TO NICOLAS VON AMSDORF

Luther’s friend Amsdorf was Professor in Wittenberg, and later Bishop of Naumburg. June 23, 1520.

The grace and peace of God! Honored dear sir. The time to be silent is past, and the time to speak has come, as we read in Ecclesiastes. I have put together some observations, as we agreed upon, to place before the Christian nobility, to see if God will help the Church through the laity, seeing the clergy, whose duty it is, have become indifferent. I send this to your Excellence for approval, and, if need be, correction. I know that I, poor despised creature, will be accused of presumption in haranguing such exalted people upon such weighty matters, as if there were no other than Dr. Martin Luther to

espouse the cause of Christianity and give advice to such learned men. Perhaps it was decreed I should one day commit a folly in the eyes of God and the world, and this is the time I have chosen, and if I succeed, I may at length become Court fool, for I must verify the saying, “A monk must be present at whatever is being done in the world.” More than once a fool has uttered wise sayings, and wise people have often talked foolishly, as St. Paul says, “Whoever will be wise in this world, let him become a fool.” So, seeing I am not only a fool, but a sworn doctor of divinity, I am happy to fulfill my oath in this foolish fashion. Please apologize to those of ordinary understanding for me, for I do not know how to gain the favor of the intellectual, which I was wont long ago to desire so eagerly, but which I now despise. God help us not to seek our own, but solely His glory. Amen.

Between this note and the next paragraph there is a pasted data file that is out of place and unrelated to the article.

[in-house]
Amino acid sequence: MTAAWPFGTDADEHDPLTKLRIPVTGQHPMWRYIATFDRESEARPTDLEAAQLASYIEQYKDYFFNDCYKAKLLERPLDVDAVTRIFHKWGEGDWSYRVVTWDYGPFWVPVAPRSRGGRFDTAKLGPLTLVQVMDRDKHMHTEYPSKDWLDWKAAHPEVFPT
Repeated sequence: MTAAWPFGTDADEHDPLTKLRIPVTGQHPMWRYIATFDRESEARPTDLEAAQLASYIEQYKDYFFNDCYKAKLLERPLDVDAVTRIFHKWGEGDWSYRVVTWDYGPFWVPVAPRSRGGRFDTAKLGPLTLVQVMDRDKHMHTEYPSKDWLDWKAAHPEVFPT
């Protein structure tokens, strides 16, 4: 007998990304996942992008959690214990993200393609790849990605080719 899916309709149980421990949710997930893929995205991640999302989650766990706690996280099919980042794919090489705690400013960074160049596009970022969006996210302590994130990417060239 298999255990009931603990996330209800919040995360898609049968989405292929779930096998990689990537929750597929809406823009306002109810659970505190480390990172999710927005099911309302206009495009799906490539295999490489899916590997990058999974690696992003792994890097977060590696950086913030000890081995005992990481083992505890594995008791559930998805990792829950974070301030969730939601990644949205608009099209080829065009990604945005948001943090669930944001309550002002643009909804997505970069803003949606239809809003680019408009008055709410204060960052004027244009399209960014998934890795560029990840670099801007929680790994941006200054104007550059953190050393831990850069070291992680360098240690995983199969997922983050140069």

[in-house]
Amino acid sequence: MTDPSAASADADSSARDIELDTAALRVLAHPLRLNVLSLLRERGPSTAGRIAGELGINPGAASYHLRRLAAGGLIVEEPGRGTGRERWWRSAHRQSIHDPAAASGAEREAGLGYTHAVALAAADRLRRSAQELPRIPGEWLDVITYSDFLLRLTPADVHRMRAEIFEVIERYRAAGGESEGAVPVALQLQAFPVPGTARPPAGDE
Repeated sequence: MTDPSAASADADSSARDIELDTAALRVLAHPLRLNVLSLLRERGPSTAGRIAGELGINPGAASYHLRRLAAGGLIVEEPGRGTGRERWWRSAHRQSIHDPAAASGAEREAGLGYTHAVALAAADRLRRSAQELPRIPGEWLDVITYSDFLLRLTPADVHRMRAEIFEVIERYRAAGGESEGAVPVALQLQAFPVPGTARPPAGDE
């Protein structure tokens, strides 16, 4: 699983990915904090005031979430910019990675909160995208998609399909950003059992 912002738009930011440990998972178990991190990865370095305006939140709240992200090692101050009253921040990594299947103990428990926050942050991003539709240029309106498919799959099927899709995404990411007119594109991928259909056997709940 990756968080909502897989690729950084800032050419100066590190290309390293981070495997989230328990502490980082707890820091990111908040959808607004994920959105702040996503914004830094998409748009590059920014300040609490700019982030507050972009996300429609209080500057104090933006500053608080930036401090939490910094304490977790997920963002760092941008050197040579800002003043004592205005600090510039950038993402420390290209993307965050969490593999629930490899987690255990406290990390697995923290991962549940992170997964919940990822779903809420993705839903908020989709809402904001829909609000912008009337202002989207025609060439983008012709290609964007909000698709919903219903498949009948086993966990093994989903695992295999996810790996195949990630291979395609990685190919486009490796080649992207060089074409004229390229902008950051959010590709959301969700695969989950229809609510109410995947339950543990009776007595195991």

In Augustinian cloister. MARTIN LUTHER. Wittenberg.

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